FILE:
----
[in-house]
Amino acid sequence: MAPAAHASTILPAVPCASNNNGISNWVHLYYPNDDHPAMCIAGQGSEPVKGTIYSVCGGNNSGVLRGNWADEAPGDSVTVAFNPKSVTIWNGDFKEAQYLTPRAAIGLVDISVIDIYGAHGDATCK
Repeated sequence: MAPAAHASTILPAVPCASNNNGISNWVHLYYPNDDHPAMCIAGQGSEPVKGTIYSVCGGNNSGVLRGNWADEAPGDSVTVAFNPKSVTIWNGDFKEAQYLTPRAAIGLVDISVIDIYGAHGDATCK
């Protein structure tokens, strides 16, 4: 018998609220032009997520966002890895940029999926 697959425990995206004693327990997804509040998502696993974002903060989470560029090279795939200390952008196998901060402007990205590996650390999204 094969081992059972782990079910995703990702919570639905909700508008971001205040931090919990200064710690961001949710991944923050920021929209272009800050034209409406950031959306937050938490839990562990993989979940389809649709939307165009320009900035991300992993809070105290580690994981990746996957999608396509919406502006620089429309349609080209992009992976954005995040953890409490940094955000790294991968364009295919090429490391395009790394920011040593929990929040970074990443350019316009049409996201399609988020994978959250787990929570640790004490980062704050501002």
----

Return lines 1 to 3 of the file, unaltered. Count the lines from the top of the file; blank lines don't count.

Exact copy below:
[in-house]
Amino acid sequence: MAPAAHASTILPAVPCASNNNGISNWVHLYYPNDDHPAMCIAGQGSEPVKGTIYSVCGGNNSGVLRGNWADEAPGDSVTVAFNPKSVTIWNGDFKEAQYLTPRAAIGLVDISVIDIYGAHGDATCK
Repeated sequence: MAPAAHASTILPAVPCASNNNGISNWVHLYYPNDDHPAMCIAGQGSEPVKGTIYSVCGGNNSGVLRGNWADEAPGDSVTVAFNPKSVTIWNGDFKEAQYLTPRAAIGLVDISVIDIYGAHGDATCK